The state of play in the post-carbon transition was summed up in the two lead stories in Wednesday’s edition of the Greentech Media daily newsletter: a U.S. coal baron claiming people will “die in the dark” if coal- and nuclear-powered generating stations don’t receive an emergency bailout, followed by news of a new offshore wind turbine that can power a UK home for a day with a single turn of its 8.8-megawatt blades.
First up was Murray Energy CEO Bob Murray, pointing out to Tuesday’s Bloomberg New Energy Finance Summit that coal supplied 53% of U.S. electricity when President Barack Obama took office in 2008, compared to about 30% today. Along the way, the U.S. shuttered 531 coal-fired generating stations totalling 55,000 megawatts, according to the U.S. Energy Information Administration, with another 13,000 to 20,000 MW set to close in the next five years.
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“The steep decline has been caused by the increased utilization of natural gas, tremendous taxpayer subsidies for so-called renewable energy resources, and excess regulation of coal mining and utilization by the Obama administration—much of that illegal,” Murray said.
If coal use goes any lower, he warned, “people are going to die in the dark.” Against the available evidence, he claimed the U.S. Federal Energy Regulatory Commission’s unanimous refusal earlier this year to dictate a massive coal and nuclear bailout “puts the U.S. grid on the brink of collapse,” Greentech reports.
(In fact, it’s Murray’s company that was reportedly close to collapse, after the White House denied his request that it prohibit any additional coal plant closures for at least two years. Murray himself was presumably expecting better after donating US$300,000 to Donald Trump’s election campaign.)
The Greentech coverage picks up the continuing debate in the U.S. over the ability of fossil or non-fossil sources of electricity to keep the grid operating reliably during periods of severe weather or other forms of stress. “There are only two types of baseload power generation: nuclear and coal,” said Murray. “You cannot store wind at a power plant; you cannot store solar at a power plant; you cannot even store gas.”
One recent report by the U.S. National Energy Technology Laboratory found that “coal provided a majority of the daily power generation required to meet emergency energy needs” during the “bomb cyclone” crisis that recently hit the U.S., Greentech notes. But “clean energy advocates and grid experts have pointed out that renewables coupled with energy storage can offer reliable electricity during emergencies. At the same time, coal and nuclear have their own failings. During the 2014 polar vortex event, many coal piles froze over, rendering coal plants unusable, while a nuclear facility had to be powered down during the nor’easter in January.”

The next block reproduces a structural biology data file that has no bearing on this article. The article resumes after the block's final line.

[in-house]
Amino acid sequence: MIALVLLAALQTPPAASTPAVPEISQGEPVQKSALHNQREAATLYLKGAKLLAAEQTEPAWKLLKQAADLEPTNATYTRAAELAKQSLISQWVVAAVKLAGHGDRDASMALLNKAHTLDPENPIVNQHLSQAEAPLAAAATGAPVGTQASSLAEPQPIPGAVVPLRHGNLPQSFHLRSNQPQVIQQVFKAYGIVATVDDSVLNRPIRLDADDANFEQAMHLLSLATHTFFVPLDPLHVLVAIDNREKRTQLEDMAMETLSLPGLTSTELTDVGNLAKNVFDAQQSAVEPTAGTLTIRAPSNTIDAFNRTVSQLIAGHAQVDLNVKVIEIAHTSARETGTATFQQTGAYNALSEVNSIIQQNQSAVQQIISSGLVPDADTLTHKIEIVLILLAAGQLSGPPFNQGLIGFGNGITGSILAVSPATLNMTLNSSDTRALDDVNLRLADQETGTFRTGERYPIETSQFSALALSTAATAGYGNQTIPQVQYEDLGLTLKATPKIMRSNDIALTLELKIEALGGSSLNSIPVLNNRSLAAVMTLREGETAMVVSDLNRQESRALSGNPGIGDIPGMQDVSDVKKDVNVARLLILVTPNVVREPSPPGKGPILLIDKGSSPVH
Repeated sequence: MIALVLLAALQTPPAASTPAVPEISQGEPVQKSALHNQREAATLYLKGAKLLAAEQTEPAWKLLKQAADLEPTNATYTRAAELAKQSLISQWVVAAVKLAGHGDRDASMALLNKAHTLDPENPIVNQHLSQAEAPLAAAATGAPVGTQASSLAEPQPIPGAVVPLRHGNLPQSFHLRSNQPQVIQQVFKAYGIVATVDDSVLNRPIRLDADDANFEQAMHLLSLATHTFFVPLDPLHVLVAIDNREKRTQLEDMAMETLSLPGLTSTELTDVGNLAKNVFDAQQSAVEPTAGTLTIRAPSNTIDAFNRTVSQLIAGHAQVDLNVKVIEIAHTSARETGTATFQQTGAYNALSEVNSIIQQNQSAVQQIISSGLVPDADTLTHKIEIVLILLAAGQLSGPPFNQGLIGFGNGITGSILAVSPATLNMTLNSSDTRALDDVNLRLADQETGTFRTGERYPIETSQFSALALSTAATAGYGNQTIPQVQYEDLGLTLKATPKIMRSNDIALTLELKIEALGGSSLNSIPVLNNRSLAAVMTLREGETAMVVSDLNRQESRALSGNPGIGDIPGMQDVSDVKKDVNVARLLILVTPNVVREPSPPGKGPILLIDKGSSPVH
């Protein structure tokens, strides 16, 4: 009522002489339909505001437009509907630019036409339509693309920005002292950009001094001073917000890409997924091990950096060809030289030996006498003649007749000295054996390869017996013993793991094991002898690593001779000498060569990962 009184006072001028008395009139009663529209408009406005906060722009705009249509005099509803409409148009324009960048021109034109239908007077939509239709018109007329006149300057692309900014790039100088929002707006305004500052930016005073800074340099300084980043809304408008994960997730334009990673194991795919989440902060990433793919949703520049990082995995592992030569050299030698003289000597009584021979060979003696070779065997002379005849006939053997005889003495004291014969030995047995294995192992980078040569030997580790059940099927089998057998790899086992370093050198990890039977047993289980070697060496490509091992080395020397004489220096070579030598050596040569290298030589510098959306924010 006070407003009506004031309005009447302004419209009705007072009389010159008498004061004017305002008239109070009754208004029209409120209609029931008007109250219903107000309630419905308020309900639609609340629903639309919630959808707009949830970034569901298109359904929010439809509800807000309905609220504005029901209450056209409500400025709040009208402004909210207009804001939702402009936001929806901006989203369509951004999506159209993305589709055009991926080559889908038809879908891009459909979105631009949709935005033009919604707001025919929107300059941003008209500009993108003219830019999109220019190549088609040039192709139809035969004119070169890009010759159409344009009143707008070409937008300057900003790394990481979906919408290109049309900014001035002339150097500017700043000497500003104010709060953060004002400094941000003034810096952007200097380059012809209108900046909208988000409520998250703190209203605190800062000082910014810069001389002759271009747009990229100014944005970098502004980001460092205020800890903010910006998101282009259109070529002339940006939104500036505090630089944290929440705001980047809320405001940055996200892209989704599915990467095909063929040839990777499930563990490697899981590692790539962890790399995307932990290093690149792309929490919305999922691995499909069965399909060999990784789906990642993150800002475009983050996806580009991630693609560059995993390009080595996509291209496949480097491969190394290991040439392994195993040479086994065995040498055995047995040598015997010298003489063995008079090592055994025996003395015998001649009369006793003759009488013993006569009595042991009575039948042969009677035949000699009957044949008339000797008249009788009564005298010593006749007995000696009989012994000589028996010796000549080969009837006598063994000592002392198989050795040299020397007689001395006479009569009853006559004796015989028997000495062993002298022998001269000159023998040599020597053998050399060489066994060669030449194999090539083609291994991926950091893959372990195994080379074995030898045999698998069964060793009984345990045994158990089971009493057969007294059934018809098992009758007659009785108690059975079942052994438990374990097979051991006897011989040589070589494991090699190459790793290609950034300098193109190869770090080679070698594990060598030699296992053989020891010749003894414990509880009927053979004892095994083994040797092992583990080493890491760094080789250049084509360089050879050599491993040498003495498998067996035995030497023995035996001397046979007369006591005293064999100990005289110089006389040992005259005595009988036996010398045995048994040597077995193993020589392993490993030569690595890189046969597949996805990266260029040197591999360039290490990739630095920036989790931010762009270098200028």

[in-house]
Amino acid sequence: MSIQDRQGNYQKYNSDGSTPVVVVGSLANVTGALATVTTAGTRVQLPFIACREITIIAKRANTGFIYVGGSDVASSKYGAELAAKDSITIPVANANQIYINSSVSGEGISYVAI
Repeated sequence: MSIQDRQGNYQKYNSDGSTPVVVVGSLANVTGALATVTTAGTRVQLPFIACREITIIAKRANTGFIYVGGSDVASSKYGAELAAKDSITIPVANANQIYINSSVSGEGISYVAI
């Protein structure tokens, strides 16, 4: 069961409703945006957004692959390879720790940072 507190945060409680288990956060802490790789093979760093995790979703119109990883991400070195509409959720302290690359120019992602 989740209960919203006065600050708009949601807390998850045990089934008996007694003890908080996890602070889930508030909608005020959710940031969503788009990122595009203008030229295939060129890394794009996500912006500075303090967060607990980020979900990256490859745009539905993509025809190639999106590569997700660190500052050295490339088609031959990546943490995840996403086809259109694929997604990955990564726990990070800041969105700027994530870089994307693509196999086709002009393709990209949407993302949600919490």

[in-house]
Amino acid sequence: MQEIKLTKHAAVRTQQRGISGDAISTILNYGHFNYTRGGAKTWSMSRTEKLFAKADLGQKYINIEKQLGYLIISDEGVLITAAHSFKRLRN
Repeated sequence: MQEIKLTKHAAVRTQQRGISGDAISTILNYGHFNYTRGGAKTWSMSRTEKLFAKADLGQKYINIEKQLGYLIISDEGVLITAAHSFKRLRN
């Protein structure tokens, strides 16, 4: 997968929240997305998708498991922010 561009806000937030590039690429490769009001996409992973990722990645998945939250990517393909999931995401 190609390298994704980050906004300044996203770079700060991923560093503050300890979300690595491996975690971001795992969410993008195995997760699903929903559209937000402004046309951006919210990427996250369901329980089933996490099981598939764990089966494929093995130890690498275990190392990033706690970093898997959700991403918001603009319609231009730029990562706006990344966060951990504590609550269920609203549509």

It was a very different story off the coast of Scotland, where Sweden’s Vattenfall announced it had successfully installed an 8.8-MW Vestas wind turbine at its European Offshore Wind Deployment Centre (EOWDC). “Just one rotation of the blades can power the average UK home for a day,” said EOWDC Project Director Adam Ezzamel.
The 11 turbines in the 93.2-MW Vattenfall development will produce 312 gigawatt-hours per year, enough to power nearly 80,000 homes, meet 23% of the electricity demand in Aberdeen, and displace 134,128 tonnes of carbon dioxide, Greentech reports. And the 8.8-MW machines will soon be decidedly run of the mill, with Vestas already planning a 9.5-MW device and the average rating in the UK’s offshore wind market expected to hit 12 MW by the end of 2024.
The Aberdeen wind farm is the same one that made Donald Trump a loser in 2015, after the UK Supreme Court unanimously dismissed his effort to block a project located just 3.5 kilometres from his Trump International Golf Links resort.
“History will judge those involved unfavourably and the outcome demonstrates the foolish, small-minded, and parochial mentality which dominates the current Scottish government’s dangerous experiment with wind energy,” the Trump Organization said at the time. The wind farm’s developers described the project as “an example of the type of development that could help to deliver significant and long-term economic benefits to the region and help to cement Aberdeen’s reputation as a global energy city.”
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